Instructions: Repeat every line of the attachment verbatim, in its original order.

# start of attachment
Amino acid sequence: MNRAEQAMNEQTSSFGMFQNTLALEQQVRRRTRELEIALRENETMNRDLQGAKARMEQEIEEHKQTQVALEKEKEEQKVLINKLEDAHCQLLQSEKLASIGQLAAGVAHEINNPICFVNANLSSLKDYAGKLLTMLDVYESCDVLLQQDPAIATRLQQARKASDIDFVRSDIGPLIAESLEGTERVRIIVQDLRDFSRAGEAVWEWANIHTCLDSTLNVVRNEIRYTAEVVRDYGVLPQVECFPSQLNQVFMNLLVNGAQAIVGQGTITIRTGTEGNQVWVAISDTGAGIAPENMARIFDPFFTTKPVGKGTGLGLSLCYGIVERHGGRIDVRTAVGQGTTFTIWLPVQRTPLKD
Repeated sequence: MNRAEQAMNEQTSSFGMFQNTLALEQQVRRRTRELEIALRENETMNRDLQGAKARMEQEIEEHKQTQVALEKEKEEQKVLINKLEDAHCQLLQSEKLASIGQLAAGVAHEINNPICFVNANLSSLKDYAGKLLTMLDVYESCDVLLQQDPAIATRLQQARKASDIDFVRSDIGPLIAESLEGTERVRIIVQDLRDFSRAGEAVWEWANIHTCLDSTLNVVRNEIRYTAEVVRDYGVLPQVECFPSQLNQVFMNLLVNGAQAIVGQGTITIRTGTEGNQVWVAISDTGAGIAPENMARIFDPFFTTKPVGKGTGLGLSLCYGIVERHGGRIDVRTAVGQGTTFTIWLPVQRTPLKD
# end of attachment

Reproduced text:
Amino acid sequence: MNRAEQAMNEQTSSFGMFQNTLALEQQVRRRTRELEIALRENETMNRDLQGAKARMEQEIEEHKQTQVALEKEKEEQKVLINKLEDAHCQLLQSEKLASIGQLAAGVAHEINNPICFVNANLSSLKDYAGKLLTMLDVYESCDVLLQQDPAIATRLQQARKASDIDFVRSDIGPLIAESLEGTERVRIIVQDLRDFSRAGEAVWEWANIHTCLDSTLNVVRNEIRYTAEVVRDYGVLPQVECFPSQLNQVFMNLLVNGAQAIVGQGTITIRTGTEGNQVWVAISDTGAGIAPENMARIFDPFFTTKPVGKGTGLGLSLCYGIVERHGGRIDVRTAVGQGTTFTIWLPVQRTPLKD
Repeated sequence: MNRAEQAMNEQTSSFGMFQNTLALEQQVRRRTRELEIALRENETMNRDLQGAKARMEQEIEEHKQTQVALEKEKEEQKVLINKLEDAHCQLLQSEKLASIGQLAAGVAHEINNPICFVNANLSSLKDYAGKLLTMLDVYESCDVLLQQDPAIATRLQQARKASDIDFVRSDIGPLIAESLEGTERVRIIVQDLRDFSRAGEAVWEWANIHTCLDSTLNVVRNEIRYTAEVVRDYGVLPQVECFPSQLNQVFMNLLVNGAQAIVGQGTITIRTGTEGNQVWVAISDTGAGIAPENMARIFDPFFTTKPVGKGTGLGLSLCYGIVERHGGRIDVRTAVGQGTTFTIWLPVQRTPLKD